Fentanyl-laced counterfeit medications smuggled into the U.S. remain a major opioid-related threat, but prescription drug monitoring programs—now active in 49 states—are one of the nation’s best defenses, U.S. Rep. Hal Rogers told Rx Drug Abuse & Heroin Summit attendees in a session presented Tuesday morning.
The next step will be to improve efficiency and interstate data sharing, Rogers said, noting that $32 million was earmarked for that purpose by Congress in this fiscal year.
Rogers was also critical of pharmaceutical companies in his address, specifically Purdue Pharma, which he said “deliberately marketed their opioids as not addictive and profited millions of dollars while families lost their loved ones.”
“Purdue and the Sacklers should be held accountable to the fullest extent of the law, and this settlement doesn’t begin to scratch the surface of justice for the lives lost and families that have been destroyed,” he said.
Rogers added that he has concerns about the future of Purdue as it transitions into a public benefit company, noting a lack of guidance on how the new company will not overprescribe opioids again and no guarantee or timeline for when the company will generate a projected $1.75 billion for state and local addiction programs.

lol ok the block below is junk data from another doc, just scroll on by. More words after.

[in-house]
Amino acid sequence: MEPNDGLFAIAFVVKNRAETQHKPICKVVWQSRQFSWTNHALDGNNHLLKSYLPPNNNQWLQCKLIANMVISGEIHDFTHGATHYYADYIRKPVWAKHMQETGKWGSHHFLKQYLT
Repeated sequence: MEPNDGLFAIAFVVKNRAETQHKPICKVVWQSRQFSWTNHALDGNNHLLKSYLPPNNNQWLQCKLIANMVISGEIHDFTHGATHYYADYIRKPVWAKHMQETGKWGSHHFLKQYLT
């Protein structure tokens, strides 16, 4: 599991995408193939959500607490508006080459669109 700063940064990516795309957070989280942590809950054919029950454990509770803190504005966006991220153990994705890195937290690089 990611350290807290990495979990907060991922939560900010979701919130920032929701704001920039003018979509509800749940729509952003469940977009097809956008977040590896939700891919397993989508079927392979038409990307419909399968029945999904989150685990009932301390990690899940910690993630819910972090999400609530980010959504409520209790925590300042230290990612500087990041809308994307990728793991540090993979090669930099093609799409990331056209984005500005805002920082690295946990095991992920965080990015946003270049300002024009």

Rogers was one of several legislators who addressed Rx Summit attendees on Tuesday. Among other who spoke, Sen. Mitch McConnell of Kentucky recalled a visit he took with Rogers to Volunteers of America Mid-States in Clay County, Kentucky, last summer. McConnell credited the program’s work in helping pregnant and new mothers restart their lives. During the visit, McConnell said, program leaders shared concerns about the coronavirus pandemic’s impact to their budget, threatening critical programs. Soon after, though, the bipartisan CARES Act, the Paycheck Protection Program and other federal resources provided much-needed relief, he said.
“We must continue to deliver for those working toward long-term recovery,” McConnell told attendees. “In recent years, Kentucky saw its first decline in overdose deaths in over a decade. States across the country had similar good news. Unfortunately, just as we saw glimmers of hope, the pandemic struck and brought isolation and uncertainty to those battling addiction. Policymakers and treatment leaders must keep our focus on the epidemic of substance abuse throughout the pandemic.”
Rep. Tom Cole of Oklahoma struck a similar tone in his remarks. Of all the challenges facing the U.S., none are more intractable and more difficult to deal with than substance abuse, he said.
“This is a problem that has to be attacked from many angles,” Cole said. “Congress, in many ways thanks to the efforts of Congressman Hal Rogers, has devoted considerable resources to this particular challenge over the years, and we’ve increased funding pretty dramatically.
“That money has made a difference, but it’s clear to me we have to do more moving forward, particularly with the impact of the pandemic. I look forward to working with each and every one of you in making sure we keep the pedal to the metal on this and continue to put in resources, continue to highlight the problem, and continue to find new and innovative ways to treat the problem.”